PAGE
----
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Sen. Rand Paul delays defense bill over mild Afghanistan provision

The senator got into a rhetorical tussle with Rep. Liz Cheney over the Afghanistan language

Sen. Rand Paul, R-Ky., said he is concerned the NDAA conference report would “hamstring” the president.
Sen. Rand Paul, R-Ky., said he is concerned the NDAA conference report would “hamstring” the president. (Tom Williams/CQ Roll Call/Pool)

Sen. Rand Paul is delaying a Senate vote to send the president the annual defense policy legislation over the Kentucky Republican’s concerns that it would restrict U.S. troop withdrawals from Afghanistan. But the measure is unlikely to result in anything of the sort.

Paul, a longtime critic of the wars in Iraq and Afghanistan, told reporters Thursday he is concerned the NDAA conference report would “hamstring” the president as he tries to bring home 2,000 of the roughly 4,500 U.S. troops from Afghanistan by Jan. 15.

Paul assailed lawmakers who had previously said Congress should not limit a president’s ability to wage war but who are now, he said, happy to block this president from ending a conflict.

[House adopts defense conference report as veto threat looms]

“Now they want to limit the power if it could actually reduce troops in the theater of war,” Paul said.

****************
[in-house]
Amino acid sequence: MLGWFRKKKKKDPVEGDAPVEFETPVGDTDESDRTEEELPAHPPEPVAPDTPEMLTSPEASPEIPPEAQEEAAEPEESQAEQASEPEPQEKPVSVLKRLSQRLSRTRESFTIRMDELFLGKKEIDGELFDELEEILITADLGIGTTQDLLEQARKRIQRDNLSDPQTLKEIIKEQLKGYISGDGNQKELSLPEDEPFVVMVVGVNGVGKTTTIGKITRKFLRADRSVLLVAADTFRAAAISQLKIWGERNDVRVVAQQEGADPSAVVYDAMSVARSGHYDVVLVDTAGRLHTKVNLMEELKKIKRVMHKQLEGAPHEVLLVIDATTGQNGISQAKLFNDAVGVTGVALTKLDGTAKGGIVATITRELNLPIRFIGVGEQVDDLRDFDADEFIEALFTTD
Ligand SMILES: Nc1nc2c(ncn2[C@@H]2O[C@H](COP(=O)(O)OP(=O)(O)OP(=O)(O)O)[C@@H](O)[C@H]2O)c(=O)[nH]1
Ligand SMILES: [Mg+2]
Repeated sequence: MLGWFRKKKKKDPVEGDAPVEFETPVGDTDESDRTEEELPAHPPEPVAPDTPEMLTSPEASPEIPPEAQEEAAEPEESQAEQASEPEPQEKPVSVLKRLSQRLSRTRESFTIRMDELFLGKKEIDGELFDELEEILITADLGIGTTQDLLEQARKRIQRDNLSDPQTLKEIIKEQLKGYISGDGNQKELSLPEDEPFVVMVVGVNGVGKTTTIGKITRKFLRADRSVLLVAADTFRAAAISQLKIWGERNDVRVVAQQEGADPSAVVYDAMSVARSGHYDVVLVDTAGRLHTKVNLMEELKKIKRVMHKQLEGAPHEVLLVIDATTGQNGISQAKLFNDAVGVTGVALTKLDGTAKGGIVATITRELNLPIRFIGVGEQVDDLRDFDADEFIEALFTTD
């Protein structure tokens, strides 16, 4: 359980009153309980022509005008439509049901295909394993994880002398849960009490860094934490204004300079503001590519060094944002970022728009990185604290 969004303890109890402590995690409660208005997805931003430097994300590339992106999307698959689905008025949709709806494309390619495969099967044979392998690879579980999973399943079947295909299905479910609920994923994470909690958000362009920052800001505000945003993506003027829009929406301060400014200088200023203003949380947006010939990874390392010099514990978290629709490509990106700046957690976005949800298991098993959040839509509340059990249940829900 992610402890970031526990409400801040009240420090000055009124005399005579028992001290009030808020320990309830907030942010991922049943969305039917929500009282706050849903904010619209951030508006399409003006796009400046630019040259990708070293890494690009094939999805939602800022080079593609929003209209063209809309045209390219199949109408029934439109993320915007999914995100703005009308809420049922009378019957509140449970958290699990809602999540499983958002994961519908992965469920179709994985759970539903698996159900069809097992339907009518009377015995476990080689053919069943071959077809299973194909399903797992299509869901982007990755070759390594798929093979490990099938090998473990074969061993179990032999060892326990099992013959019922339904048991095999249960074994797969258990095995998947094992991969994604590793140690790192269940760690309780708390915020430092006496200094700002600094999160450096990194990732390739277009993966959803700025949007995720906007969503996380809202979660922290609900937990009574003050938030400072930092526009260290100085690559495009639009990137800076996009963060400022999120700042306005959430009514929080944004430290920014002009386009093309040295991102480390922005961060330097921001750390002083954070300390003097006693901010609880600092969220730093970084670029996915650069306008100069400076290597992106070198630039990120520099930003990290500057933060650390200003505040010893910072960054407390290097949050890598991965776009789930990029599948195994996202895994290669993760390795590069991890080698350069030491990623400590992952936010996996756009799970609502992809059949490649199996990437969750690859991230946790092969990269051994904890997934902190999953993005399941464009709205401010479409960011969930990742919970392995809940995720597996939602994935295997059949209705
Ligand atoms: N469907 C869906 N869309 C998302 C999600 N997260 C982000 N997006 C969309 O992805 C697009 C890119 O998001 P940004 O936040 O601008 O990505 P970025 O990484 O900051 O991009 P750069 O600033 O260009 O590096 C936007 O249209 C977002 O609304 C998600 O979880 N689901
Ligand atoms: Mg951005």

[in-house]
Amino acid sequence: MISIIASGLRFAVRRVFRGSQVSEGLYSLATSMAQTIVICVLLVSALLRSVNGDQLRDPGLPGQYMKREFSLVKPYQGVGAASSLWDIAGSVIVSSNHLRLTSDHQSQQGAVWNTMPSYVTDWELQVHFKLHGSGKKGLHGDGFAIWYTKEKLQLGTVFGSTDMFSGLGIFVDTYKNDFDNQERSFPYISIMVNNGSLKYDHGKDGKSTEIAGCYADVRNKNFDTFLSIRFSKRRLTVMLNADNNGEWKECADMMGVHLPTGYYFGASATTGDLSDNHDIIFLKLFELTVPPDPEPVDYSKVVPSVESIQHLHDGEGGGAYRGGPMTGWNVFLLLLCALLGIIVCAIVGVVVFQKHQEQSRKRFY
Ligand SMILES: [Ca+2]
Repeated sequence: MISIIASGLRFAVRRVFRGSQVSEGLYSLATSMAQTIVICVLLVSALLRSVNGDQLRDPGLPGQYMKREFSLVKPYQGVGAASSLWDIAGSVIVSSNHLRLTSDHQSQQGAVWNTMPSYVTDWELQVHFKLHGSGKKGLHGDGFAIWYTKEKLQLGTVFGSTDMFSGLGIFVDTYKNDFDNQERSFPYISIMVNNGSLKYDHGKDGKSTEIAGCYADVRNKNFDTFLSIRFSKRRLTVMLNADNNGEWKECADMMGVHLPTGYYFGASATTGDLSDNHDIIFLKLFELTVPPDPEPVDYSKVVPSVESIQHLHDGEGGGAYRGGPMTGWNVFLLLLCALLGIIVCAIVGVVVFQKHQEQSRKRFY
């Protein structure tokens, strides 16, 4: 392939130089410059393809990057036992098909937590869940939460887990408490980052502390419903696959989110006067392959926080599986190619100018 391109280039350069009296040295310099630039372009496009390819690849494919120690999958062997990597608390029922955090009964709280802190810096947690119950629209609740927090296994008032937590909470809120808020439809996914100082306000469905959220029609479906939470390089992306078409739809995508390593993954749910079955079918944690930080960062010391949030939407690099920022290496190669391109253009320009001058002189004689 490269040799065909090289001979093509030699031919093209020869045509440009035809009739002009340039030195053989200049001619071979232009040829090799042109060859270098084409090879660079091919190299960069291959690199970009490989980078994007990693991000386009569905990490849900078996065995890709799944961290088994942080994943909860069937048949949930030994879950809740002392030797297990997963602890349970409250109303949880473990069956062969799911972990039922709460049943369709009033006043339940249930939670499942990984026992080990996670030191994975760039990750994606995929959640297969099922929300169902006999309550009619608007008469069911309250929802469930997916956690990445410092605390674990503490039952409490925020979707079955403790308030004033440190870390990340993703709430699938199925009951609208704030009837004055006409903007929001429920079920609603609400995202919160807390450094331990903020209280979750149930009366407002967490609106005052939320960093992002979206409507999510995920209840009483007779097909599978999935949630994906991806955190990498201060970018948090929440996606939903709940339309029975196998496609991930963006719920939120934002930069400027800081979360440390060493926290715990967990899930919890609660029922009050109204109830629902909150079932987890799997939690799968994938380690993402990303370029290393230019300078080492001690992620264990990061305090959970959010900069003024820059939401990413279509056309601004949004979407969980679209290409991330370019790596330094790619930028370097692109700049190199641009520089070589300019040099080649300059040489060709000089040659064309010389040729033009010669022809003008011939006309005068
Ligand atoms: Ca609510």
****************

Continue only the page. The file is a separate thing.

In a floor speech Thursday, Paul singled out Rep. Liz Cheney, R-Wyo., an author of the Afghanistan provision, although members of both parties supported it and similar language was included in both the House and Senate versions of the bill.

According to Paul, Cheney “said we shouldn’t limit the president’s powers in times of war — and then she authors a limitation on the president removing troops from war! So which is it?”

Cheney fired back on Twitter, saying Paul is “currently holding up passage of the #NDAA, blaming America, and delaying hazardous duty pay to hundreds of thousands of our service members and their families. Inexcusable. Rand and I do have one thing in common, though. We’re both 5’2” tall.”

Ineffectual provision

Given the acrimony, one would think the provision on Afghanistan would actually tie the president’s hands. But that is not likely.

The relevant section of the bill merely says that, whatever number of U.S. troops are in Afghanistan when the NDAA becomes law, no more can be brought out of the country until the Defense secretary sends an unclassified report to Congress (with a classified annex allowed).

The report would need to spell out the risks of a withdrawal, the plan for doing it, an update on U.S. hostages in Afghanistan and an assessment of any bounties being paid by “state actors,” principally meaning Russia, to launch attacks there.

If the report is provided, the withdrawal could proceed.

Writing such a document would not be a tall order. If the administration — Trump’s or Biden’s — supported the drawdown, its top security officials would likely minimize any risks. But even if they didn’t, the mere submission of the report would be sufficient to permit the withdrawal to proceed.

As if preparing such a report in a way that justifies a drawdown would not be easy enough, the president could waive the entire limitation, the bill says. All he would have to do is certify that slowing the drawdown is not in the “national security interests of the United States.”